Contemplating human history is peering into a rear-view mirror. People, things and events are distorted, closer or more distant, wider or narrower than they really were. In the 1950’s and 1960’s in North America, industrial growth allowed everyone to own a refrigerator, a car, a washing machine. As these new domestic conveniences became commonplace, we had more of a rare and precious commodity – time. How delicious! The prospect of ever-increasing hours of amusement in our sparkling blue-and-green playground! What would the freshly emancipated populace do with all its free time? Picnics and camping trips, mountaineering and paddling, days by the seaside, cycling excursions, rambling walks in the woods?
My grandmother was a mother of two teenage boys in the 1950’s. She used her scads of free time to shop. By the time I was ten years old, my grandmother had officially declared her favourite form of exercise to be walking through shopping malls. She knew the length in quarter miles of every floor of every mall within a 50 mile radius of Niagara Falls, N.Y., where she and my grandfather lived. She calculated how many circuits of a given mall she should complete to benefit her health. The output of factories had given her freedom, and it was the former she valued. If something was new, manmade, and labour-saving, it was wonderful. She fell in love with the thing that gave her freedom, instead of the freedom itself.
“Look!” my grandmother crowed at lunchtime one day. “Spray cheese! I don’t even have to slice it to make your sandwiches!”
My brother and sister and I, exchanging glances of dread, watched Grandma gleefully press a white plastic pump and squirt a crazy orange-coloured mess onto limp pieces of white bread.
Going for a drive was considered an activity, and given equal or greater weight than walking in a park or playing frisbee. “What are we doing today?” we kids would ask our grandparents. “Going for a drive!” Grandpa would answer. I would get the same sinking feeling I used to get before going to church, sentenced to hours of boredom, repetition, bad smells and nausea. First Grandpa would put on his ‘driving coat’ – a special outer garment for sitting behind the wheel of a vehicle – then remove his leather gloves from said compartment and pull them on slowly, finger by finger. Finally, he would place The Hat on his thin, white hair. The Hat is rare these days, but you can still spot it. The next time someone is inexplicably driving like they’re in a funeral cortege, look for The Hat. We kids would press into the back seat, resigned, and jostling each other impatiently.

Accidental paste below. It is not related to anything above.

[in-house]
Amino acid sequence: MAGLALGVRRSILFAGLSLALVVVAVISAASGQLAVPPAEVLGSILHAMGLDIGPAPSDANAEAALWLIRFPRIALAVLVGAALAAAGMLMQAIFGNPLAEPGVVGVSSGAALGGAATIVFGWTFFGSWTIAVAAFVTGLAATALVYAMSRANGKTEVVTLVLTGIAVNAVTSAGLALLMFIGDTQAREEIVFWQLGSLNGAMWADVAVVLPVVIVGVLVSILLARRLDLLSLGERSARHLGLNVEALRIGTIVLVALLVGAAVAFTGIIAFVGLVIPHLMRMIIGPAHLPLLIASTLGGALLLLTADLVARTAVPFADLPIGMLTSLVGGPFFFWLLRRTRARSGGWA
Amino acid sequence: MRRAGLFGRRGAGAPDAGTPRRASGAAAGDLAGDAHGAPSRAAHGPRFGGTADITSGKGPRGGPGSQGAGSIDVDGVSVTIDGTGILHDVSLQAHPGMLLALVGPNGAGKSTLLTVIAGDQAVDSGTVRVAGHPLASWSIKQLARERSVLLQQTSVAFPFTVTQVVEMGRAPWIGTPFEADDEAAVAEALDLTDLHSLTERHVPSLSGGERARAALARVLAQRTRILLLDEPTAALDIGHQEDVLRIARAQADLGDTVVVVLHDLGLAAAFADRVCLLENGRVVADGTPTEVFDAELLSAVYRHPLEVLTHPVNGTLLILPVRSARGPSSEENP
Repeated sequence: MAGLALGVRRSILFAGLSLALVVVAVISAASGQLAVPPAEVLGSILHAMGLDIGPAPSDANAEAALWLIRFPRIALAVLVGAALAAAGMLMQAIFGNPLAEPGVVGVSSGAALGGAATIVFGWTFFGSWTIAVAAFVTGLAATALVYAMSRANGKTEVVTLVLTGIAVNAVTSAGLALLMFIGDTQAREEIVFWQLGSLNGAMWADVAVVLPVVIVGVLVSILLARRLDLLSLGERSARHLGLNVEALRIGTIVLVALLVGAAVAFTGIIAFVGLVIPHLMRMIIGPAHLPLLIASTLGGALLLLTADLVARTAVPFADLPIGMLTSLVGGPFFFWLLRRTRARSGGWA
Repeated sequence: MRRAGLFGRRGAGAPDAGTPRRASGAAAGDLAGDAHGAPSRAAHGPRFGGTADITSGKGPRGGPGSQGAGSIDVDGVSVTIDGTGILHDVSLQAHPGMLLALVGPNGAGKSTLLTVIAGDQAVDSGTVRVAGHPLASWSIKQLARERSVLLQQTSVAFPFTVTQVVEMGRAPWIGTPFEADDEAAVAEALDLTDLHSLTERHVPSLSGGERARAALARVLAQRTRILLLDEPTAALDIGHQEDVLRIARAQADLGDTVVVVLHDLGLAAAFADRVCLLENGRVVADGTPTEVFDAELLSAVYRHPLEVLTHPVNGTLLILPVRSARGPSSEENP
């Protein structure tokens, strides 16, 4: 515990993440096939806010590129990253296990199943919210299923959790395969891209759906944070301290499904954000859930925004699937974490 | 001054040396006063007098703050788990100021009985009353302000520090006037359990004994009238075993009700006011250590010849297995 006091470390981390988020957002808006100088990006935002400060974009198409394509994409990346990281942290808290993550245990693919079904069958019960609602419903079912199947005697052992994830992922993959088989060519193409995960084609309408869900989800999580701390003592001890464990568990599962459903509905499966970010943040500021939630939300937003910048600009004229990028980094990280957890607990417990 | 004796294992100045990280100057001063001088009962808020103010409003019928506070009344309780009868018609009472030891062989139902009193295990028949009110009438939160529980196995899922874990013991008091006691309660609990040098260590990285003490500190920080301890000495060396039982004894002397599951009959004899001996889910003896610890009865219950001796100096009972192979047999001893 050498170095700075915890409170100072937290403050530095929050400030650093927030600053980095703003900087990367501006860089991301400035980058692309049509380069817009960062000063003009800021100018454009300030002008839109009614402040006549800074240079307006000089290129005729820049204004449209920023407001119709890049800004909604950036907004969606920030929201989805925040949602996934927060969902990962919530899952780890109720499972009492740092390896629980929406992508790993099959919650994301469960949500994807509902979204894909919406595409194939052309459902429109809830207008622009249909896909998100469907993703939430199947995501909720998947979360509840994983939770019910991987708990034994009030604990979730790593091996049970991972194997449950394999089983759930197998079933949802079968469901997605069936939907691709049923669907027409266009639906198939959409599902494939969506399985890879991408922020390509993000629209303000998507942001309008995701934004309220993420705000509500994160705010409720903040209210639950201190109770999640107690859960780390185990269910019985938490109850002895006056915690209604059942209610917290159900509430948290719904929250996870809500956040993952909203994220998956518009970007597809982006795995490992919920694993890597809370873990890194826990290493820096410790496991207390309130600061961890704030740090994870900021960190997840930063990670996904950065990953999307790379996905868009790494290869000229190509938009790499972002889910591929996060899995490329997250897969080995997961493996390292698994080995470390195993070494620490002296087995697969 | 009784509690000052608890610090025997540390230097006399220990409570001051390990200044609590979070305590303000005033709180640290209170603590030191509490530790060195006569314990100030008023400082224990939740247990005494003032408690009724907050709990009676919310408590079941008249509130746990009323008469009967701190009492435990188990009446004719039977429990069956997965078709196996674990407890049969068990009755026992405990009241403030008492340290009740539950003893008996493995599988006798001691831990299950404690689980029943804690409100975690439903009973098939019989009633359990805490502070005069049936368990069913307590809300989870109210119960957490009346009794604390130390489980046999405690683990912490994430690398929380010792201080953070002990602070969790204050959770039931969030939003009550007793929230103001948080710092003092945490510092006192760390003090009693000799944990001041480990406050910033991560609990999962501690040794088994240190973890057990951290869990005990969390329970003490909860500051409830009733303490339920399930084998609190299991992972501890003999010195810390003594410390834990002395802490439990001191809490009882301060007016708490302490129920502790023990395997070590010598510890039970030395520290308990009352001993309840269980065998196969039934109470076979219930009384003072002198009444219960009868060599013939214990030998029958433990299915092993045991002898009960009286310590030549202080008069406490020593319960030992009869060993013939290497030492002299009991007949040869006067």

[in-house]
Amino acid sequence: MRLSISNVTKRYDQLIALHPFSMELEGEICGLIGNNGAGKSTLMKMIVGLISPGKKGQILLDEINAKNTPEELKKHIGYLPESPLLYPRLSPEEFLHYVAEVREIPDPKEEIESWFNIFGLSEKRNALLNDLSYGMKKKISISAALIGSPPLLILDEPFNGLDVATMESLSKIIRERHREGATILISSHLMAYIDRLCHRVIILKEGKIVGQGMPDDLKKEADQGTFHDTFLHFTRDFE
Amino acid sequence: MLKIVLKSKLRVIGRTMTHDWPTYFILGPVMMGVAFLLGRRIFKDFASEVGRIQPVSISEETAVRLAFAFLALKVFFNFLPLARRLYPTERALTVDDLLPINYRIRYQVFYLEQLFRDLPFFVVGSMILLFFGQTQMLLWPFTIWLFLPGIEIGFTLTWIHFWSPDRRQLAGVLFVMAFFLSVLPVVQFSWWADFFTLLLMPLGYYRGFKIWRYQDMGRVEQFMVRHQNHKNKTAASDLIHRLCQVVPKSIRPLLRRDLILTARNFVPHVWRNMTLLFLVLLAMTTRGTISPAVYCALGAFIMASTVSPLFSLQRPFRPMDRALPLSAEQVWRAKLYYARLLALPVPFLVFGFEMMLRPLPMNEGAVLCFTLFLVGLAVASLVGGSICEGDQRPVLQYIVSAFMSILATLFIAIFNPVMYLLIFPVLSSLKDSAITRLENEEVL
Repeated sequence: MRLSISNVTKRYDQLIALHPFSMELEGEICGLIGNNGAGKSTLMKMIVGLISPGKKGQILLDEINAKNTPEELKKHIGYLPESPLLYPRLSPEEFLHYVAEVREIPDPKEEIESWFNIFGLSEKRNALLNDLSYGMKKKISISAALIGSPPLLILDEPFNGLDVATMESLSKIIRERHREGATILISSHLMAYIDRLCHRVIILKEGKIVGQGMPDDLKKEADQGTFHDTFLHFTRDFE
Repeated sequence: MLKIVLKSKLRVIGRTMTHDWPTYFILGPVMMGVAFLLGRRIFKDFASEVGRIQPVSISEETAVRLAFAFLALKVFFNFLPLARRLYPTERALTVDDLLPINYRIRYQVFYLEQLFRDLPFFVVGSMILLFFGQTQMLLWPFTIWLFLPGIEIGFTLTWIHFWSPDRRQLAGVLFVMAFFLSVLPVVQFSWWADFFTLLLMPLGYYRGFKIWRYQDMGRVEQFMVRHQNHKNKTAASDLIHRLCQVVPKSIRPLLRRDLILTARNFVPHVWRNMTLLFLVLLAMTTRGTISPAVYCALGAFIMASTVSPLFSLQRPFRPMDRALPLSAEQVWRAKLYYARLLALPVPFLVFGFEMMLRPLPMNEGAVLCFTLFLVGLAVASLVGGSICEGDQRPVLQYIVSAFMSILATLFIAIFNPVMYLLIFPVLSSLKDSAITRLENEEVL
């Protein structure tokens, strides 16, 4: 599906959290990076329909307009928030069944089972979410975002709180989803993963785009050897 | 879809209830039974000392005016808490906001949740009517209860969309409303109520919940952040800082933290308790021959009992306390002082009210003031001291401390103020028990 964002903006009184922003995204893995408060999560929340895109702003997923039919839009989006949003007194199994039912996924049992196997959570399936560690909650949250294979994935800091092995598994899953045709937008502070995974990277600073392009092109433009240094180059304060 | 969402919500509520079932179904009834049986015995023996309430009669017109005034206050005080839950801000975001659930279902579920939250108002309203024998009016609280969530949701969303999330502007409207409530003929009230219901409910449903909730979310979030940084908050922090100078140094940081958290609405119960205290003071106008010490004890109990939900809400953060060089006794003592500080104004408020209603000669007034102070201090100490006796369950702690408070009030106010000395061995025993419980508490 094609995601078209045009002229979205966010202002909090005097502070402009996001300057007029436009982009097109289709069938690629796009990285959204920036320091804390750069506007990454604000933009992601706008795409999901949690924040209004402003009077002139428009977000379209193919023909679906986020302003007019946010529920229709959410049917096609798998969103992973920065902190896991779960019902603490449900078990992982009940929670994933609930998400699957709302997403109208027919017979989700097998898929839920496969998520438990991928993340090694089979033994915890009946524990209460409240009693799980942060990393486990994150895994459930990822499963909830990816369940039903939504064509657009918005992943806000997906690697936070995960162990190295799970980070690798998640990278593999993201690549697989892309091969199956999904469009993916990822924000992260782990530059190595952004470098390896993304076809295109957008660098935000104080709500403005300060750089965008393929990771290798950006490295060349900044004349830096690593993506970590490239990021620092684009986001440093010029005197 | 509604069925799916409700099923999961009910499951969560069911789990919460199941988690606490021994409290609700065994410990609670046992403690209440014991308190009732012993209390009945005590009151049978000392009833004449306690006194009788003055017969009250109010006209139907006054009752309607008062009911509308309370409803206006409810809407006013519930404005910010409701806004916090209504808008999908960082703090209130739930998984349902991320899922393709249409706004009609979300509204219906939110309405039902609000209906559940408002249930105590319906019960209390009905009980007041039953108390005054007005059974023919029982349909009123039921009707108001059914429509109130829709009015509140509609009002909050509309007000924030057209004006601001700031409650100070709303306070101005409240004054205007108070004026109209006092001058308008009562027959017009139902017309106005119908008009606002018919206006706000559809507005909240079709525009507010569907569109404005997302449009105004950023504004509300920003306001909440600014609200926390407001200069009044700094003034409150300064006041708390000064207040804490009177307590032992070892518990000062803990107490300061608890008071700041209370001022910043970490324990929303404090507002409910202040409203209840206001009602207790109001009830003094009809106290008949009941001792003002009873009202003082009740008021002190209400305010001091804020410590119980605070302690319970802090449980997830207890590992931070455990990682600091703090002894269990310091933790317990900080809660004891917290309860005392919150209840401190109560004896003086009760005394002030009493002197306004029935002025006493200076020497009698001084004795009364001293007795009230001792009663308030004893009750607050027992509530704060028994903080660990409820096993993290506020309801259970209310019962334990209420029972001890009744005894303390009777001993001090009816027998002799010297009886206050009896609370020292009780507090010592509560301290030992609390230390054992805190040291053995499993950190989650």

In the summer of 1978 Grandpa announced that we were going for a drive “with the windows up”. This was code for ‘the place we’ll be driving is dangerous’. Sometimes we would drive through downtown Buffalo, with its poverty and black neighbourhoods. “Roll up the windows,” Grandpa would say, “and lock the doors.”
We didn’t drive into downtown Buffalo, but through Love Canal, a community near Niagara Falls. Love Canal was – intentionally, to save money – built on 22,000 tons of toxic waste dumped by the Hooker Chemical Company. Here’s what I remember: The day was sunny and beautiful, the sky a perfect blue and every plant chlorophyll green. I was hating the fact that we were once again about to waste a glorious afternoon crammed into the back seat of a car. We didn’t dicuss the gross misnomer, but I thought about it. Love Canal, Grandpa said, was a river of poison. He should know – he worked for the Hooker Chemical Company for much of his adult life.
“Here we are,” Grandpa said. “Love Canal.” Grandma was uncharacteristically quiet.
At first it looked like any other low to middle-class neighbourhood in upstate New York, straight streets of more or less identical bungalow houses, each with its requisite tree in the front yard. On closer inspection, our noses smearing the car window glass, all the doors and windows of the houses had been boarded up. Some of this plywood was defaced with spray paint, angry words emblazoned over the polluted dreams of hundreds of families. Grandpa drove to the parking lot of the elementary school, where puddles of discoloured water were full, he said, of chemicals that could kill families slowly. Tears stood in his eyes as he told us about how the Hooker Chemical Company had sold this land to the Niagara Falls School Board for a dollar.
Because of Love Canal, and other environmental tragedies involving the Hooker Chemical Company, something major happened to my grandfather’s psychology. Just over a decade later, while planting trees, I received the only letter I ever got from Grandpa, urging me to plant some trees for him. He begged me to do everything I could to protect and nurture the environment, to help him leave a better legacy, through his offspring.
Staring at our computer screens, we press our “like” buttons for images of friends enjoying themselves in the great outdoors. Maybe we’re finally learning to love the time itself, instead of the things that buy us that time.